General descriptionThree security components
Operational Security Measures
defense in depth
Complexity and Security
Regulation and Compliance
Cisco products covering operational security
expressions of gratitude
In discussions of Multiprotocol Label Switching (MPLS) VPN security, the general statement often heard is: MPLS is not secure, because a simple operator error (such as misconfiguring a route destination) can break VPN isolation. Such statements show some fundamental misunderstandings, which this white paper will try to explain.
Another similar example may illustrate why operational errors are not an argument against a given technology. Suppose an operator makes a mistake configuring a firewall that accidentally leaves a security hole open. No one would argue that firewalls are insecure because of such an act. Since the operator has the authority to make changes, he also has the authority to make mistakes. These examples help to show why operational issues are a different category of security. Strictly speaking, you cannot trust your network operators, which can pose a very difficult problem.
Security depends on three components, each independent of the others:
- Architecture(or algorithm) set: This is the formal specification. In cryptography it is the algorithm itself, in the case of MPLS VPN it is the formal specification (as defined in RFC4364).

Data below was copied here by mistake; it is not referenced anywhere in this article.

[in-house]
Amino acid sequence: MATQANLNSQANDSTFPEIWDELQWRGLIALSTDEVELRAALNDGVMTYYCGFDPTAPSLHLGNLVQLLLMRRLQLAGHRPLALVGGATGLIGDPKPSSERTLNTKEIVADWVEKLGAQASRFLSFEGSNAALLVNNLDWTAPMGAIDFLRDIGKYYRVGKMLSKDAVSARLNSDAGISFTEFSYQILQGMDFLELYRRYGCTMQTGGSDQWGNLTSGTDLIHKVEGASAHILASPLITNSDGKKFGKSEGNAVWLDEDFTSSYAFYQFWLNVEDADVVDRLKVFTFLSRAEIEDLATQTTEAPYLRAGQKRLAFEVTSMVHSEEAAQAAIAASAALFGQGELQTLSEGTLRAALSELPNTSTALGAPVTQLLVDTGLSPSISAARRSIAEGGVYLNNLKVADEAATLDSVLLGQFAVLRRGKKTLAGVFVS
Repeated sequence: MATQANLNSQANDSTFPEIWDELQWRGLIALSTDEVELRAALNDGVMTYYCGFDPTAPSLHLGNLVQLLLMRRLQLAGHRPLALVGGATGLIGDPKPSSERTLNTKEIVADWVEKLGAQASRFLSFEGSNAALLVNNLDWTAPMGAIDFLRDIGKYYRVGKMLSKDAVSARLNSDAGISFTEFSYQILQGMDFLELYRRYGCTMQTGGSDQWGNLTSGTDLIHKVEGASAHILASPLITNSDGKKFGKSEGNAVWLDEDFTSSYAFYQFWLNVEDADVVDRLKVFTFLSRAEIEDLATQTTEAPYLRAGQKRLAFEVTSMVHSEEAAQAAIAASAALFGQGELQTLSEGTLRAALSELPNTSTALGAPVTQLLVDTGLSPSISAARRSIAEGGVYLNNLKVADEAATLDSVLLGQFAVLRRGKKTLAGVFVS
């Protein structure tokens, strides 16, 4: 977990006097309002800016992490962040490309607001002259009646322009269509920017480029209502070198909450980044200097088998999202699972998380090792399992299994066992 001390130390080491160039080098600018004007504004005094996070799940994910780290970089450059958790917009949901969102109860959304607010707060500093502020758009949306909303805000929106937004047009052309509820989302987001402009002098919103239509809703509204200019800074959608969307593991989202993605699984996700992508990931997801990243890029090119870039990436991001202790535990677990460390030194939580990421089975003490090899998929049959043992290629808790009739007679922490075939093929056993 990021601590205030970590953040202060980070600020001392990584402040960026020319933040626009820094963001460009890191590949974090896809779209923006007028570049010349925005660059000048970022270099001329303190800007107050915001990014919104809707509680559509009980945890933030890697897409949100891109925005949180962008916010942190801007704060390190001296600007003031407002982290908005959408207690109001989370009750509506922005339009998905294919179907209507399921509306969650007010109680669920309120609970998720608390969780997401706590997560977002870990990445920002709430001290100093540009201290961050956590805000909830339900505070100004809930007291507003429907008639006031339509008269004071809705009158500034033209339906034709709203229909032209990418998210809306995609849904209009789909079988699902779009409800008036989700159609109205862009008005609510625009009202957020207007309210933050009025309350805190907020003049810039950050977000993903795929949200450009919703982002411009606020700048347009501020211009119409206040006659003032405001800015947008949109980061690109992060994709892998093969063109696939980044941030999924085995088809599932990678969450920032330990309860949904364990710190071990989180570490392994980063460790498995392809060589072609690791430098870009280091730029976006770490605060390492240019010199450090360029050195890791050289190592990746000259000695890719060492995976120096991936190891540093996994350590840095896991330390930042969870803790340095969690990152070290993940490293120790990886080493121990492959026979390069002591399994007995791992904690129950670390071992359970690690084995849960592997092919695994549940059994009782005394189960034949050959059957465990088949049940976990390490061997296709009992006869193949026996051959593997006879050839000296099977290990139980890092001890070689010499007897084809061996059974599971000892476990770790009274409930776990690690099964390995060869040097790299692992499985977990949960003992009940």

- Implementationarchitecture or algorithm: Refers to how the architecture or algorithm is actually being implemented. Programming errors such as buffer overflows can affect this component.
- Operationsame: This includes carrier issues such as choosing weak passwords on routers or workstations or accidentally disclosing a shared key. For example, settings can be sent to untrusted third parties.
Note that these components are not specific to networking or even computing. Physical security has the same three fundamental properties and the possibility of failure in any one of them. A door lock, for example, may have design deficiencies (e.g., built with the wrong material), manufacturing errors (e.g., not being properly secured to the door), or operational errors (e.g., leaving the key under the door). door). . of the doormat). ).
The main conclusion is that an operational error, such as a misconfiguration in an MPLS Provider Border (PE) router, does not automatically imply that the architecture is insecure. Configuration errors can occur in any technology, which means that operational security measures must be implemented to detect such problems.
There are two types of operational security issues:
- accidental misconfigurations: These are accidental in nature and are by far the most frequent type of operating problems. Misspelling a value (such as route destination in MPLS VPN) is one example, or forgetting instructions at a firewall is another example.